Global Public Goods: A Framework for Advancing Public Health Outcomes

Bhargava, Rohan [Browse]
Senior thesis
113 pages


Mahmoud, Adel [Browse]
Woodrow Wilson School of Public and International Affairs [Browse]
Class year
Restrictions note
Walk-in Access. This thesis can only be viewed on computer terminals at the Mudd Manuscript Library.
Summary note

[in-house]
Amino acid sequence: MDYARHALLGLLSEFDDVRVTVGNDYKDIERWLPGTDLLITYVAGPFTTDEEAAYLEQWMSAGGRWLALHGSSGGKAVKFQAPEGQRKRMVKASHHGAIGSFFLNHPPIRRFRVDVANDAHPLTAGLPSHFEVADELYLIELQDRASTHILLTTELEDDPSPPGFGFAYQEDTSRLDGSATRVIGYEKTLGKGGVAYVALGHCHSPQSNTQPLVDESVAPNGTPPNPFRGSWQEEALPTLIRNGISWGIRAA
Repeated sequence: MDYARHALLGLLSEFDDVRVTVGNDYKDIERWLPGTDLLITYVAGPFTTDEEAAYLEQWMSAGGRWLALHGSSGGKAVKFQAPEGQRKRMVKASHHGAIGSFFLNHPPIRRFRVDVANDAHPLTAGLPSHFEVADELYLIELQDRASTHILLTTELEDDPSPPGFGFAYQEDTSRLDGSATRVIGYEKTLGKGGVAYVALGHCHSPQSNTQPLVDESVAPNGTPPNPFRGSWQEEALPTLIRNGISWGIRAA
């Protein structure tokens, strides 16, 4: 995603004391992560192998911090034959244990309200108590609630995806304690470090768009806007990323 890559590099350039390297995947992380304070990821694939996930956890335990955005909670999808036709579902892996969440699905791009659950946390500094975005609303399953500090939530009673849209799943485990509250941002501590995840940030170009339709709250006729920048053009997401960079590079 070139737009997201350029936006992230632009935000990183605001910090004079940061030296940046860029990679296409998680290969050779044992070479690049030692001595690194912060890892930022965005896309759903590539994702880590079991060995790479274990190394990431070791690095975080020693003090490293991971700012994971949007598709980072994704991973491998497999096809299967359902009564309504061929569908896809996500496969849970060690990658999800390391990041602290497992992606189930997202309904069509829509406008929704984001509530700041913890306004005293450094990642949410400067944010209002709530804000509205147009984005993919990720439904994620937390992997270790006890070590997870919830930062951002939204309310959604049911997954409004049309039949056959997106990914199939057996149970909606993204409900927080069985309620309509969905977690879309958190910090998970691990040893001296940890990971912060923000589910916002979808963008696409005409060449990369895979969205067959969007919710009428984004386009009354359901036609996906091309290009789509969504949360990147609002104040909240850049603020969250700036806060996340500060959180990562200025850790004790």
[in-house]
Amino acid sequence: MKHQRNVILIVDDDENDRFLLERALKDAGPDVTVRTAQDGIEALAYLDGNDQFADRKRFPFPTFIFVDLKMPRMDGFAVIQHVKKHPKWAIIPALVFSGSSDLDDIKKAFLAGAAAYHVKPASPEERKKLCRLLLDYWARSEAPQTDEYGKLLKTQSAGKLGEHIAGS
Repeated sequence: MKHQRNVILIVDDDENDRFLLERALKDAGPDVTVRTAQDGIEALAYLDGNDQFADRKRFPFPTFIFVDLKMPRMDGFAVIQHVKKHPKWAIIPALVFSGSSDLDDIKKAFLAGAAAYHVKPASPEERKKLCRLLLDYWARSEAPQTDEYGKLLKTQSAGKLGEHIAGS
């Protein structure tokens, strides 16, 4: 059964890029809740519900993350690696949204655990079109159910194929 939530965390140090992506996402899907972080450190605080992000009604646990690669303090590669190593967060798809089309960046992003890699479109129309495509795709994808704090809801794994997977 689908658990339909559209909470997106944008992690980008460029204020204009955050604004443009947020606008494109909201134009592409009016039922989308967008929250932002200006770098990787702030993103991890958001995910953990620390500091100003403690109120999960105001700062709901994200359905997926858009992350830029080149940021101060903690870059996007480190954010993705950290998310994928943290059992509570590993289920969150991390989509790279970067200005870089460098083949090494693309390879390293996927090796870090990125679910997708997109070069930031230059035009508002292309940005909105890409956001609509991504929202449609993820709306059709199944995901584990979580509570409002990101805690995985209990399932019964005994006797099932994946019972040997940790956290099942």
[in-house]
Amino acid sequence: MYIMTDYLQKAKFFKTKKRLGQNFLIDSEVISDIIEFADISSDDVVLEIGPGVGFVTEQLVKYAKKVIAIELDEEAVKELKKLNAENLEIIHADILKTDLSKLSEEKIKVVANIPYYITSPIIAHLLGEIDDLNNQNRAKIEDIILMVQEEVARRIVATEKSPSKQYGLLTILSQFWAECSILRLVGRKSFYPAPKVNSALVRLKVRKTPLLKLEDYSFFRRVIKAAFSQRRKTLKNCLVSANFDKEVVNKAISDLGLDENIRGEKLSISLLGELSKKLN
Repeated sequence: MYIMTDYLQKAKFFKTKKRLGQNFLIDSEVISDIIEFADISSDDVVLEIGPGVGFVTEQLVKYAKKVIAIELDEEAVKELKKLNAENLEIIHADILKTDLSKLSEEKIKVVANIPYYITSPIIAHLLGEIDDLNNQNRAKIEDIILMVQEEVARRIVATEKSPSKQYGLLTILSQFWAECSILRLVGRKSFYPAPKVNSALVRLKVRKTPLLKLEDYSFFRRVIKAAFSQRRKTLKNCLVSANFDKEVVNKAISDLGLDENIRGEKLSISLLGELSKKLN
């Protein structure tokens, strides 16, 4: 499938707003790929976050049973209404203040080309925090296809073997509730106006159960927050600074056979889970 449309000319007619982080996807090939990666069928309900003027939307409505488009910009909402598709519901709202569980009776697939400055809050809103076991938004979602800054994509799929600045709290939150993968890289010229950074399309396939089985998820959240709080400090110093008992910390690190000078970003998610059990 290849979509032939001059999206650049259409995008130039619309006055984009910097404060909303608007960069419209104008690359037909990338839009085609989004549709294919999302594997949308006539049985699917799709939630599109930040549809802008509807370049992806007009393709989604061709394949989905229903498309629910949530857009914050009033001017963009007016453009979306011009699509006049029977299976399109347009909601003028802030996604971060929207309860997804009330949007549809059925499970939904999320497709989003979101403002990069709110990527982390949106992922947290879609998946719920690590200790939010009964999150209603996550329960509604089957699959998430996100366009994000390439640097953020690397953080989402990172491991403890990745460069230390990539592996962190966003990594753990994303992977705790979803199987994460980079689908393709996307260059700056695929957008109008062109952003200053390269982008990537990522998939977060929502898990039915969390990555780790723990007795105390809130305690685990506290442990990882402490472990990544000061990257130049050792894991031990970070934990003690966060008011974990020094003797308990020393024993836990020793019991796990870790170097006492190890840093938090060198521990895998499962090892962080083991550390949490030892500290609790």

Global health is at the precipice of a new era. The world faces a multitude of complex challenges, including rising disease burden and reproductive health problems. These threats are evolving within the context of an increasingly multifaceted and interconnected global landscape, exacerbated by inequalities in the distribution of health risks and resources to address them. A robust response to these challenges necessitates improved coordination of international health organizations, developing countries, and their partners at a global level. As a recent Lancet Report puts it, the world needs a “new framework for international cooperation to deal with global threats and to promote global public goods that serve our common interest.” These global public goods (GPGs) include objectives such as reducing barriers to R&D information sharing and containing communicable diseases. This paper posits that the concept of global public goods, specifically with regards to health, is both a valid and effective means of promoting global health outcomes. Advocating for increased usage of the GPG framework presupposes that investing in health is a beneficial activity, both in and of itself (i.e., good health is intrinsically valuable) and as measured through economic terms. Empirical evidence suggests that investments in health are a critical driver of economic growth and further, that good health itself is a valued commodity. Communicable disease control, especially through immunization, is one way to improve public health outcomes worldwide. It can also be classified as a GPG because it fulfills the two basic criteria of a public good: nonexcludability and non-rivalry. The GAVI Alliance, a global public-private partnership, is one example of how collective action is used in order to deliver the GPG of immunization. GAVI has immunized 440 million children since 2000, and its vaccination programs will avert nearly 4 million deaths over the next three years. In a way, GAVI acts as hypothetical “world government” for overcoming the collective action problem associated with the provision of immunization. It marshals various donors and technical partners together, acts as a conduit for funds, creates rules and regulations for the dissemination of those funds, and ultimately, purchases high-value vaccines that increase access to vaccination in developing countries. Adopting a GPG perspective has allowed the GAVI Alliance to mobilize innovative sources of finance through collective action. GAVI utilizes financial engineering tools such as a Finance Facility to frontload donor commitments or Advance Purchase Commitments to encourage the development of new vaccines in order to further the GPG of immunization. This is one of the most important aspects of GAVI—and more generally, collective action to produce GPGs—that it taps into sources of funding that would not have been possible without its presence. GAVI provides proof that collective action can be used to further global public goods like immunization. The value of the concept of GPGs is its recognition of the interdependency of national health and health systems, as well as its focus on international collective action to achieve optimal health outcomes. Because it operates from an assumption of self-interest, the GPG framework is an intuitively appealing perspective for developed and developing countries alike. It offers a rational reason for why developed countries take an interest in and invest in the health problems and health systems of developing nations.

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